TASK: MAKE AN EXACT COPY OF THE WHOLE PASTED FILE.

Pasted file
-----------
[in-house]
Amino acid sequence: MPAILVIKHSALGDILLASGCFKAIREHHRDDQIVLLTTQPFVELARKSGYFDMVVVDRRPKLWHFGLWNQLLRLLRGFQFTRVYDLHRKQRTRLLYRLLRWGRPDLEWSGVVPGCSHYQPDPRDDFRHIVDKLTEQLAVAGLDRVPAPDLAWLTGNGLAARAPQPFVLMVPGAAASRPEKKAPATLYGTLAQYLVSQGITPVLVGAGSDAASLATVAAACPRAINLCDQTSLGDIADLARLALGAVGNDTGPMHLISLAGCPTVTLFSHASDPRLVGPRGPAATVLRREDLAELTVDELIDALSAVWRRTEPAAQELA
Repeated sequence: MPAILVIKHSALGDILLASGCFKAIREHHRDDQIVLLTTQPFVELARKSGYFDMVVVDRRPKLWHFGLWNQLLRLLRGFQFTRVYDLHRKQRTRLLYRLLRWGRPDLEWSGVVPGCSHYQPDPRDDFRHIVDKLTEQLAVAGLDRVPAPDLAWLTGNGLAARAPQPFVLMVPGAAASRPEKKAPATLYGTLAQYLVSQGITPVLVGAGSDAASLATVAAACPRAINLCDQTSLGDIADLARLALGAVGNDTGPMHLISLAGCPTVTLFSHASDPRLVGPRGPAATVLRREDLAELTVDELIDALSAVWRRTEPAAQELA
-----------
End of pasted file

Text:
[in-house]
Amino acid sequence: MPAILVIKHSALGDILLASGCFKAIREHHRDDQIVLLTTQPFVELARKSGYFDMVVVDRRPKLWHFGLWNQLLRLLRGFQFTRVYDLHRKQRTRLLYRLLRWGRPDLEWSGVVPGCSHYQPDPRDDFRHIVDKLTEQLAVAGLDRVPAPDLAWLTGNGLAARAPQPFVLMVPGAAASRPEKKAPATLYGTLAQYLVSQGITPVLVGAGSDAASLATVAAACPRAINLCDQTSLGDIADLARLALGAVGNDTGPMHLISLAGCPTVTLFSHASDPRLVGPRGPAATVLRREDLAELTVDELIDALSAVWRRTEPAAQELA
Repeated sequence: MPAILVIKHSALGDILLASGCFKAIREHHRDDQIVLLTTQPFVELARKSGYFDMVVVDRRPKLWHFGLWNQLLRLLRGFQFTRVYDLHRKQRTRLLYRLLRWGRPDLEWSGVVPGCSHYQPDPRDDFRHIVDKLTEQLAVAGLDRVPAPDLAWLTGNGLAARAPQPFVLMVPGAAASRPEKKAPATLYGTLAQYLVSQGITPVLVGAGSDAASLATVAAACPRAINLCDQTSLGDIADLARLALGAVGNDTGPMHLISLAGCPTVTLFSHASDPRLVGPRGPAATVLRREDLAELTVDELIDALSAVWRRTEPAAQELA